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Probable Case of Human-to-Human Bird Flu Transmission Reported

But health experts say the report from China is no cause for alarm

MONDAY, April 7 (HealthDay News) -- Researchers have identified a probable case of human-to-human transmission of bird flu in China.

The finding lends credence to the idea that there's a genetic component to human-to-human transmission of this potentially dangerous virus, a new study reported.

"This suggests that there's some genetic component to resistance in the person who's infected," said Philip Alcabes, an epidemiologist and associate professor at the School of Health Sciences of Hunter College in New York City.

The finding follows reports of probable human-to-human transmission of the H5N1 bird flu virus in Pakistan.

A person's ability to monitor foreign microscopic invaders such as avian virus is essentially genetic, Alcabes said. "That may account for why certain families seem to be susceptible whereas most people aren't," he added.

According to background information for the new study, published online Tuesday in The Lancet, there have been 376 reported cases of infection with avian H5N1 virus around the world as of April 2, with 238 deaths since November 2003.

The H5N1 virus has infected poultry throughout Southeast Asia, Central Asia, Africa and Europe, prompting the destruction of millions of birds. The concern among health officials is that the virus will mutate and acquire the ability to jump easily between humans, leading to a pandemic and millions of deaths. Unlike the seasonal flu, humans have no immunity to bird flu.

In December 2007, according to the Lancet report, a father and son in Nanjing, China were diagnosed within one week of each other as being infected with H5N1. Researchers from the Chinese Centre for Disease Control and Prevention in Beijing conducted field and laboratory tests of both men, as well as 91 people who had had close contact with them.

It seems that the 24-year-old son, who died, was exposed to H5N1 when visiting a poultry market six days before he fell ill. The 52-year-old father, who survived, had had substantial contact with his son while caring for him in the hospital. The father had no known direct exposure to birds or other sick individuals.

The H5N1 viruses sampled from the father and the son were virtually genetically identical.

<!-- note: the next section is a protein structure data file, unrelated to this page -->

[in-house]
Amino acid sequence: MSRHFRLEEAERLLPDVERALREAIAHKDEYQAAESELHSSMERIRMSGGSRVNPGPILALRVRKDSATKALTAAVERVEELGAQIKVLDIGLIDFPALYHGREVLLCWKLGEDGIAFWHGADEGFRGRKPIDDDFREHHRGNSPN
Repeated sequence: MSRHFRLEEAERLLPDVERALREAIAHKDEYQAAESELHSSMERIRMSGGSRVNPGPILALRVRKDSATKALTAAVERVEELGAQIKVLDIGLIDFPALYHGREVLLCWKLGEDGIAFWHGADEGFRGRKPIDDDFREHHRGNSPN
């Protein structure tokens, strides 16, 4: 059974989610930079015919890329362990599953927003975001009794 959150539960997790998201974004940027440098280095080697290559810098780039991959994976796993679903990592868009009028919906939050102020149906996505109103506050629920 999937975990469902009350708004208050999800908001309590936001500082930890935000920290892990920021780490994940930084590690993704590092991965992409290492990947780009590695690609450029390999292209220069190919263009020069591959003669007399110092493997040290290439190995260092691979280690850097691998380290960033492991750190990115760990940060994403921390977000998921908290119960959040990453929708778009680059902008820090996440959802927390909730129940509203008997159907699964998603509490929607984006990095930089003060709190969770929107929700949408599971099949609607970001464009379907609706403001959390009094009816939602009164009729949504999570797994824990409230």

The father received antiviral treatment as well as plasma from an individual who had been vaccinated against the virus as part of a vaccine trial. The son was diagnosed too late to receive appropriate treatment.

All 91 exposed contacts, including the son's girlfriend and mother, tested negative for H5N1.

Transmission may have occurred if the father inhaled droplets coughed out by his son, or by contact with the son's clothing that was contaminated with fecal matter. The father wore a surgical mask during his last visit with his son but had not worn protective gear before that, the report stated.

Interestingly, no outbreaks of H5N1 in poultry were identified in Nanjing, a city in eastern China, before or after these two human cases. No sick or dead poultry were seen either, the report said, adding that it's also important to note that this case of son-to-father transmission has not been proven yet.

According to the study authors, more than 90 percent of H5N1 clusters in humans have occurred in blood-related family members.

And, experts said, this latest case is no reason for alarm.

Dr. Anthony S. Fauci, director of the National Institute of Allergy and Infectious Diseases, which funded the study, said, "This is not something new. Limited human-to-human transmission has been seen intermittently for years and years. This is just another example among a few. It's what we call a dead-end person-to-person transmission."

He added, "What we worry about is secondary and tertiary transmissions, when someone gives it to someone who gives it to someone. That is not the case here."

"I took great reassurance from this study," Alcabes added. "Very, very occasionally, you can get limited transmission of the avian virus from one infected human to another human, but it seems only to happen in families. There's nothing here to suggest new reasons to worry, let alone panic."

Added Dr. Pascal James Imperato, chairman of the department of preventive medicine and community health at SUNY Downstate Medical Center in New York City, "There's no proof positive that the father was not independently exposed to poultry."

The Pakistan case involved a poultry worker who became infected and survived last year, while three of his brothers were also infected, and two died, according to a BBC News report on Saturday.

Genetic-sequencing tests on bird flu virus samples collected from three of the four brothers confirmed human-to-human transmission of the H5N1 virus, the World Health Organization reported.

The northwestern region of Pakistan has 85 percent of the country's poultry farms and was one of the regions hardest hit by bird flu last year BBC News noted.

More information

The World Health Organization has more on avian flu.

SOURCES: Anthony S. Fauci, M.D. director, National Institute of Allergy and Infectious Diseases, National Institutes of Health, Bethesda, Md.; Philip Alcabes, Ph.D., epidemiologist, and associate professor, School of Health Sciences of Hunter College, New York City; Pascal James Imperato, M.D., distinguished service professor, and chair, department of preventive medicine and community health, SUNY Downstate Medical Center, New York City; April 8, 2008, online The Lancet

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